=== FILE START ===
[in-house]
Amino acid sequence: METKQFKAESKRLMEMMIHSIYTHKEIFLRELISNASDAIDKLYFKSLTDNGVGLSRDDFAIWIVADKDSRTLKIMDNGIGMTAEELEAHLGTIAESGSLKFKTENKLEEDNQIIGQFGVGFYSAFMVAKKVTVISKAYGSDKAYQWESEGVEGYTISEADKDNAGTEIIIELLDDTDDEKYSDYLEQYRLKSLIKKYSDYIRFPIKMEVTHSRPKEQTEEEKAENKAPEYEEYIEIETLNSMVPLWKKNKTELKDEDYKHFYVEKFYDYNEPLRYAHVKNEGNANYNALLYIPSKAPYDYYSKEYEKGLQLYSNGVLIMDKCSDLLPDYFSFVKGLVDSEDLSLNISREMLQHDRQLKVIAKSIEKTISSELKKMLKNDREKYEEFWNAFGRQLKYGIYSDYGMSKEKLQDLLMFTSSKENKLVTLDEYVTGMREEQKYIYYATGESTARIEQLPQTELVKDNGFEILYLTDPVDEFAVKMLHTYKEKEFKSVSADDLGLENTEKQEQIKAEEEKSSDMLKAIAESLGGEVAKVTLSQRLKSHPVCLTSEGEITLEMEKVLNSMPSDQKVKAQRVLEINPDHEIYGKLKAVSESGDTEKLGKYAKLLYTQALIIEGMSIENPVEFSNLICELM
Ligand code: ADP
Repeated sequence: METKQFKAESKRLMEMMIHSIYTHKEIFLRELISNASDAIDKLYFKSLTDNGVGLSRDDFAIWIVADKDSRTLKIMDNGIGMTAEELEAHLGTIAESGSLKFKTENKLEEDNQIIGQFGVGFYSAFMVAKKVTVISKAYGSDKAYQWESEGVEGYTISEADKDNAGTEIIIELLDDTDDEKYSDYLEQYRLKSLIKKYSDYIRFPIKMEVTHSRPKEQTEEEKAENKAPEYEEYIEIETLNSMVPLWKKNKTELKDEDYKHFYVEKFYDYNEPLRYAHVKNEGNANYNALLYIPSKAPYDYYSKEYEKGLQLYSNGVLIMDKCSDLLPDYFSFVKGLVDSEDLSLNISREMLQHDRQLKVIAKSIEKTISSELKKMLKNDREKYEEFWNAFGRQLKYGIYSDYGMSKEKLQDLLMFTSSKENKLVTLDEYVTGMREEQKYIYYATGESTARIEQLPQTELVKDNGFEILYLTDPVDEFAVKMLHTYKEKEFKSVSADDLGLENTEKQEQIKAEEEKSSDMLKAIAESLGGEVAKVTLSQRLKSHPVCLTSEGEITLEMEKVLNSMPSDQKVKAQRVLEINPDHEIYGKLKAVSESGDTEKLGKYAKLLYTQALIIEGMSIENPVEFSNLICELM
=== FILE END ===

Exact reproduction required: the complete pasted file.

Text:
[in-house]
Amino acid sequence: METKQFKAESKRLMEMMIHSIYTHKEIFLRELISNASDAIDKLYFKSLTDNGVGLSRDDFAIWIVADKDSRTLKIMDNGIGMTAEELEAHLGTIAESGSLKFKTENKLEEDNQIIGQFGVGFYSAFMVAKKVTVISKAYGSDKAYQWESEGVEGYTISEADKDNAGTEIIIELLDDTDDEKYSDYLEQYRLKSLIKKYSDYIRFPIKMEVTHSRPKEQTEEEKAENKAPEYEEYIEIETLNSMVPLWKKNKTELKDEDYKHFYVEKFYDYNEPLRYAHVKNEGNANYNALLYIPSKAPYDYYSKEYEKGLQLYSNGVLIMDKCSDLLPDYFSFVKGLVDSEDLSLNISREMLQHDRQLKVIAKSIEKTISSELKKMLKNDREKYEEFWNAFGRQLKYGIYSDYGMSKEKLQDLLMFTSSKENKLVTLDEYVTGMREEQKYIYYATGESTARIEQLPQTELVKDNGFEILYLTDPVDEFAVKMLHTYKEKEFKSVSADDLGLENTEKQEQIKAEEEKSSDMLKAIAESLGGEVAKVTLSQRLKSHPVCLTSEGEITLEMEKVLNSMPSDQKVKAQRVLEINPDHEIYGKLKAVSESGDTEKLGKYAKLLYTQALIIEGMSIENPVEFSNLICELM
Ligand code: ADP
Repeated sequence: METKQFKAESKRLMEMMIHSIYTHKEIFLRELISNASDAIDKLYFKSLTDNGVGLSRDDFAIWIVADKDSRTLKIMDNGIGMTAEELEAHLGTIAESGSLKFKTENKLEEDNQIIGQFGVGFYSAFMVAKKVTVISKAYGSDKAYQWESEGVEGYTISEADKDNAGTEIIIELLDDTDDEKYSDYLEQYRLKSLIKKYSDYIRFPIKMEVTHSRPKEQTEEEKAENKAPEYEEYIEIETLNSMVPLWKKNKTELKDEDYKHFYVEKFYDYNEPLRYAHVKNEGNANYNALLYIPSKAPYDYYSKEYEKGLQLYSNGVLIMDKCSDLLPDYFSFVKGLVDSEDLSLNISREMLQHDRQLKVIAKSIEKTISSELKKMLKNDREKYEEFWNAFGRQLKYGIYSDYGMSKEKLQDLLMFTSSKENKLVTLDEYVTGMREEQKYIYYATGESTARIEQLPQTELVKDNGFEILYLTDPVDEFAVKMLHTYKEKEFKSVSADDLGLENTEKQEQIKAEEEKSSDMLKAIAESLGGEVAKVTLSQRLKSHPVCLTSEGEITLEMEKVLNSMPSDQKVKAQRVLEINPDHEIYGKLKAVSESGDTEKLGKYAKLLYTQALIIEGMSIENPVEFSNLICELM